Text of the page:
I wrote previously about how I'm playing Apple (AAPL) ahead of Wednesday afternoon's dog-and-pony show of new-product unveilings. I threw a few ideas for shorting put options ahead of the event, and those are all off to a very nice start, mainly because Apple ran up 2.5% Tuesday.

The big news behind Tuesday's run-up was that UBS increased its target price for Apple to $250 from a previous $215, citing growth in AAPL's services business. UBS thinks that segment could grow 20% per year over two years' time.

But the biggest news will be Apple's product launches themselves, particularly the expected unveiling of new iPhones. After all, the iPhone drives roughly two-thirds of the firm's revenue, so Apple has to keep this flagship product exciting.

The iPhone also serves as the firm's gateway to everything else, including the subscription-revenue streams that UBS referred to. A recurring-revenue model would give Apple a higher market multiple, and that's what we really want to see.

Here's what analysts expect Apple to unveil on Wednesday (click here for TheStreet's live blog of the event):

  • Three New iPhones. Expect new phone with larger screens -- and higher price tags. For you kids who like bells and whistles, there will be plenty of them. Personally, I leave my house without my phone half of the time, so as a consumer, I don't give a rat's tail about this. I'm just here to profit on the stock.
  • A New Apple Watch. This one will likely not have to be tethered in any way to an iPhone, but again, I'm just here to profit. I still wear a $10 plastic Casio watch with a face and moving hands for hours, minutes and seconds.
  • A Third-Generation iPad. Rumors are that we'll see a device with a faster processor, a facial-recognition feature and no "Home" button. Yeah, because that Home button was such a nuisance and facial ID is so necessary. What on Earth have we become? I really was born in the wrong century.
  • Other Products. There could potentially be an array of other products launched, including new MacBooks, new AirPods, and perhaps finally the new AirPower charging mat. A charging mat might actually be something of interest to this old dog, but expensive wireless ear buds? No, thanks -- I'll take the cheapo wired version off of the discount rack.

Sell the News?

Markets can get pretty gnarly for Apple shareholders on days like this, and the fact that the stock has rallied significantly since April (and also rallied back from last week's sell-off) could indicate danger ahead.

Bear in mind that AAPL historically tends to sell off on launch days. Investor's Business Daily did that math and found that Apple has fallen on eight of the past 10 launch days for an average -0.4% performance. IBD also discovered that Apple has declined 1.8% on average for the full week surrounding those same 10 events.

Of course, as we've all seen repeatedly, Apple's stock also tends to get on track and stay on track for lengthy periods of time. That's why my method of selling Apple put options does provide my book with a regular infusion of cash.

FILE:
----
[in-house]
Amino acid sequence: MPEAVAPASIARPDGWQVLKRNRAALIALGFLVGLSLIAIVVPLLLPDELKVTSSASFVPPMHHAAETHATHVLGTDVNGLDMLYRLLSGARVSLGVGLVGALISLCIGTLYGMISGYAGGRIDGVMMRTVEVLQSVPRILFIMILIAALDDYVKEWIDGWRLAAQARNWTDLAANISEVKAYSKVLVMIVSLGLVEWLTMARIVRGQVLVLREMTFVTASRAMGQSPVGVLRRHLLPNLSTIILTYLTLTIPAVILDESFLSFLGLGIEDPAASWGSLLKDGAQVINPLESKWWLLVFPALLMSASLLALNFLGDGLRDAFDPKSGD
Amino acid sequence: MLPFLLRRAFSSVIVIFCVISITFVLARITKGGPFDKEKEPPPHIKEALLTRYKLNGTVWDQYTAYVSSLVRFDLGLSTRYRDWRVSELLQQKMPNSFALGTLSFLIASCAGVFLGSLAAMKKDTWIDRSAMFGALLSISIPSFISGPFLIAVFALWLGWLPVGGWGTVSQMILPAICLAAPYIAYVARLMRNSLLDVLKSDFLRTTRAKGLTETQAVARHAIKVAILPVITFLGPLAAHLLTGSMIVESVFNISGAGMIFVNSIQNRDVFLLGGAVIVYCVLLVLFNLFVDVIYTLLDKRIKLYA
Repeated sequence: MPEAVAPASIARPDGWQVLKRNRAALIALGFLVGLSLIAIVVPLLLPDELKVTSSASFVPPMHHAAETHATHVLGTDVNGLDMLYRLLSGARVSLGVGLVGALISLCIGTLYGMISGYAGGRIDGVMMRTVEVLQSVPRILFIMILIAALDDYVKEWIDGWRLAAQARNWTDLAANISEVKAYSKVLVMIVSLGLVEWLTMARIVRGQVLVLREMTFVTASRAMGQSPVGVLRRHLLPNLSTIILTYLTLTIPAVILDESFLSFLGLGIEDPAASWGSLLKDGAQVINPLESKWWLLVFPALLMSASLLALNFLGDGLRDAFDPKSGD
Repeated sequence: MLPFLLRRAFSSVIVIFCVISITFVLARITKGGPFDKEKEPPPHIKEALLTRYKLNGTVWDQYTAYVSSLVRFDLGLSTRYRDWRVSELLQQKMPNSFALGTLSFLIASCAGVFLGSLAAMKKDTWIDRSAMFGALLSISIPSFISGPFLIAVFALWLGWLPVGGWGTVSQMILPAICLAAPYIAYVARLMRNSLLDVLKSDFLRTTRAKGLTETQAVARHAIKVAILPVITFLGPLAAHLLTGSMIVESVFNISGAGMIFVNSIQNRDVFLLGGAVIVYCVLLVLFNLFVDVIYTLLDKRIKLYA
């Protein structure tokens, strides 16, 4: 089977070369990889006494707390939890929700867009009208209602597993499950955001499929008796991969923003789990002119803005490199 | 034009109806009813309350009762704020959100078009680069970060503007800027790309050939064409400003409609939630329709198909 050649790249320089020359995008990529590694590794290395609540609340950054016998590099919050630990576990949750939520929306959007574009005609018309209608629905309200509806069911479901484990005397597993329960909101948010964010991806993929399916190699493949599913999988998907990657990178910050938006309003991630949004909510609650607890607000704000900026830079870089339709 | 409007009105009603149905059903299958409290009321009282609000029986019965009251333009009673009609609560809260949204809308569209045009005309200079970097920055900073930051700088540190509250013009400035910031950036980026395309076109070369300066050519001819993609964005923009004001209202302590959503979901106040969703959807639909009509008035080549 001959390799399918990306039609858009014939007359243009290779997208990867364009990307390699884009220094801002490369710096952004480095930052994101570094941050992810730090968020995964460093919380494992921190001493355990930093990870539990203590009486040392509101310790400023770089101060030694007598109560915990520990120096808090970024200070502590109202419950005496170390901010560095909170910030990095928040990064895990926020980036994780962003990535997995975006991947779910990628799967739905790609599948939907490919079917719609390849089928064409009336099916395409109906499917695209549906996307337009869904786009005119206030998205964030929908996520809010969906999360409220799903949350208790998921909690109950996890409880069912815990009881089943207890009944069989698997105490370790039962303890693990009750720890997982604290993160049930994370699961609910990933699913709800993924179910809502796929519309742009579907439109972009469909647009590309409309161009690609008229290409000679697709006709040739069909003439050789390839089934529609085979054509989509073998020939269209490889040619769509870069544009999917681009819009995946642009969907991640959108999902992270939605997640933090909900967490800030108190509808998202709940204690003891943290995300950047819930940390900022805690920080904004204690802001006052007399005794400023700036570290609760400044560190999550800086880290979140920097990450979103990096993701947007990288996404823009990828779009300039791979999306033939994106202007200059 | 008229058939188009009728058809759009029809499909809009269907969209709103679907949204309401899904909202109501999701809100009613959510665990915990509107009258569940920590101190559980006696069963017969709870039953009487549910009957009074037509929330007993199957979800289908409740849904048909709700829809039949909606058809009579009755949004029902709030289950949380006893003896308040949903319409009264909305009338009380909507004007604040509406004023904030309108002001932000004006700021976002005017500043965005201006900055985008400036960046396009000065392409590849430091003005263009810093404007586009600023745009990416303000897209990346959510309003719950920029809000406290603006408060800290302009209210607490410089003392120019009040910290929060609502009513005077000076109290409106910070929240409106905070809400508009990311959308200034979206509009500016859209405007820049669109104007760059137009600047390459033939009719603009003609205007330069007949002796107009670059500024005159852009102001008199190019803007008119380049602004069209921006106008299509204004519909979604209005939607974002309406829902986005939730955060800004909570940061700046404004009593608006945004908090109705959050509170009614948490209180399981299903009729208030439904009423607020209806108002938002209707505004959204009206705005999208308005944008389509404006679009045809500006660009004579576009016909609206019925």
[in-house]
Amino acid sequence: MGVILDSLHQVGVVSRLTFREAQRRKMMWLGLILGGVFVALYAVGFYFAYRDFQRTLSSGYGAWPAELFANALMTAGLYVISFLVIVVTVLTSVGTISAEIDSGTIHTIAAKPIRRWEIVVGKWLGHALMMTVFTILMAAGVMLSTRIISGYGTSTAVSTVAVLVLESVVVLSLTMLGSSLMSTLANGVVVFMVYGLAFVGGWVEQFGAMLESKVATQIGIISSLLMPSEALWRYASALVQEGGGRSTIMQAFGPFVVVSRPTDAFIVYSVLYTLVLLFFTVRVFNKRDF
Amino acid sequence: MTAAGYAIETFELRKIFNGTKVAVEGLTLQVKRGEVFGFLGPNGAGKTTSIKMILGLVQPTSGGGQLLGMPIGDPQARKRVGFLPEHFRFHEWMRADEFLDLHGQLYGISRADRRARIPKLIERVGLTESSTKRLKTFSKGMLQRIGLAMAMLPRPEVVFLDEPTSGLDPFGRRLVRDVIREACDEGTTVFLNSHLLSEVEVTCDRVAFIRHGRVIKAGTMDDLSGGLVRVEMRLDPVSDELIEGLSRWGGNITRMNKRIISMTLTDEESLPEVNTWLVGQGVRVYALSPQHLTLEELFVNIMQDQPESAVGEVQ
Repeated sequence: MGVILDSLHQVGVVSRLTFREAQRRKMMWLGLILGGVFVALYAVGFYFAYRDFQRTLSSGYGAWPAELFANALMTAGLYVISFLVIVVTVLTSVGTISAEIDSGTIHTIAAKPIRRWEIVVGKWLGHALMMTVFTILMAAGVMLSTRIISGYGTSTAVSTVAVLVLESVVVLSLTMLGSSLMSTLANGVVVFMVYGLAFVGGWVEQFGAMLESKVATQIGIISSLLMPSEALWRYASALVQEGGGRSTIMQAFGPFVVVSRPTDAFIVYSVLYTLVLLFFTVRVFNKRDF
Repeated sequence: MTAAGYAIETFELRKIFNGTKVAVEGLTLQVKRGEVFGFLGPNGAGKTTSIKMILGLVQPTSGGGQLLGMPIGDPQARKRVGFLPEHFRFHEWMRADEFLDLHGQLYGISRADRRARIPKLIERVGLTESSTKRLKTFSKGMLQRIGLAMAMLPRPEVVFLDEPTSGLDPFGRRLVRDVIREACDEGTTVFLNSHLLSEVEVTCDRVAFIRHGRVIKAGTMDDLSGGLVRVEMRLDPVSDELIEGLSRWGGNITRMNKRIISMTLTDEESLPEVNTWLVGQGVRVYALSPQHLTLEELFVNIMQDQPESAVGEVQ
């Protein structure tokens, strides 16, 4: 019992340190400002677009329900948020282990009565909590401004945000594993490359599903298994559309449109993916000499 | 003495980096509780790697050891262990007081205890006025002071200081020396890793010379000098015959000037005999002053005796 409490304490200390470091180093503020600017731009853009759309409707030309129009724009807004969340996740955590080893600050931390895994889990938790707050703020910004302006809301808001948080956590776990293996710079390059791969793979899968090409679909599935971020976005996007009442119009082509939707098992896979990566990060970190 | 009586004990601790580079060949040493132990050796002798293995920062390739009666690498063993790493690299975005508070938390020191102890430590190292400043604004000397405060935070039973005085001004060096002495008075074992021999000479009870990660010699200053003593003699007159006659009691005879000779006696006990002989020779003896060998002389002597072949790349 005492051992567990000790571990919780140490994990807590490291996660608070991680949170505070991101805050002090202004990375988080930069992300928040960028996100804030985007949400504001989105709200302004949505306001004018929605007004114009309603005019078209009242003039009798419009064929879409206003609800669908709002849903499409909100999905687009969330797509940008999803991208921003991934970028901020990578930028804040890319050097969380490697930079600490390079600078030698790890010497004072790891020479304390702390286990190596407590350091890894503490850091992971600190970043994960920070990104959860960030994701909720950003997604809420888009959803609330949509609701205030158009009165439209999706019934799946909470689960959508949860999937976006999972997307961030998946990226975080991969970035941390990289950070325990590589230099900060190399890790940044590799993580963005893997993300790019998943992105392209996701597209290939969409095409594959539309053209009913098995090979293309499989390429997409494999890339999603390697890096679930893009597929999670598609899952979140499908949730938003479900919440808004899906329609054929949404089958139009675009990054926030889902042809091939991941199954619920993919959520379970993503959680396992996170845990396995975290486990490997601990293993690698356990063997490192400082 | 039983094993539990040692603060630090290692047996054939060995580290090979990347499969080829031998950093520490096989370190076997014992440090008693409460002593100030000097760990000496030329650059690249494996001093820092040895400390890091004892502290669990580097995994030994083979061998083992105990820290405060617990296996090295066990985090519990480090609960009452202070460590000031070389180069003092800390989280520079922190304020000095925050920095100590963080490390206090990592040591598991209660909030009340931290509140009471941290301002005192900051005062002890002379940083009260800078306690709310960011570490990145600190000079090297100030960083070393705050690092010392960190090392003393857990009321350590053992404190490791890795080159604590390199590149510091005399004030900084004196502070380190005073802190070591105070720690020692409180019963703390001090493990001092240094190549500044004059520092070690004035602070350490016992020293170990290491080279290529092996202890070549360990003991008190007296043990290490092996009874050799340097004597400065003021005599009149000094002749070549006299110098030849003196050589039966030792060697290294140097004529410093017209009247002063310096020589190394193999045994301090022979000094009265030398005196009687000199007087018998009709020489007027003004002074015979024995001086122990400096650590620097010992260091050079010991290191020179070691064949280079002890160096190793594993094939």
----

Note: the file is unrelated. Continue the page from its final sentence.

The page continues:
But you'd also be well ahead -- particularly this year -- if you just owned Apple shares and held them. AAPL has sharply rewarded the "buy-and-hold" crowd this year, rising some 32.3% vs. only 8% for the S&P 500.

You know what Jim Cramer says about this one: "Own it, don't trade it." He's been right.

Still, my time-tested set of disciplines prevents me from chasing a stock that appears to be on a constantly upward march, as Apple does. The same goes for Advanced Micro Devices (AMD) .

I've owned both of these names at times, but I'm currently short multiple series of cascading puts for both. The intent is to buy the shares at a discount while providing some options revenue along the way. And then, I sit and watch as names like these go on seriously prolonged runs to the point where my "discount" entry price becomes a significant premium.

This, my friends is how a trader stays in motion while biding his or her time. It's also how a trader continues to drive some revenue while avoiding the temptation of impulse shopping.

Is there risk with such a strategy? Yes, but it's well-managed -- and less than you'd have with just a straight equity purchase.

The bottom line: This trader is fine if Apple goes higher, forcing my options play down to zero. But I'm also fine buying Apple shares at a discount price -- less premiums realized -- if forced to because of my options trades.

(This column has been updated. A longer version of the piece also appeared at 7:33 a.m. ET on Real Money, our premium site for active traders. Click here to get great columns like this from Stephen "Sarge" Guilfoyle, Jim Cramer and other experts throughout the market day.)

At the time of publication, Guilfoyle was short put options on AAPL and AMD.

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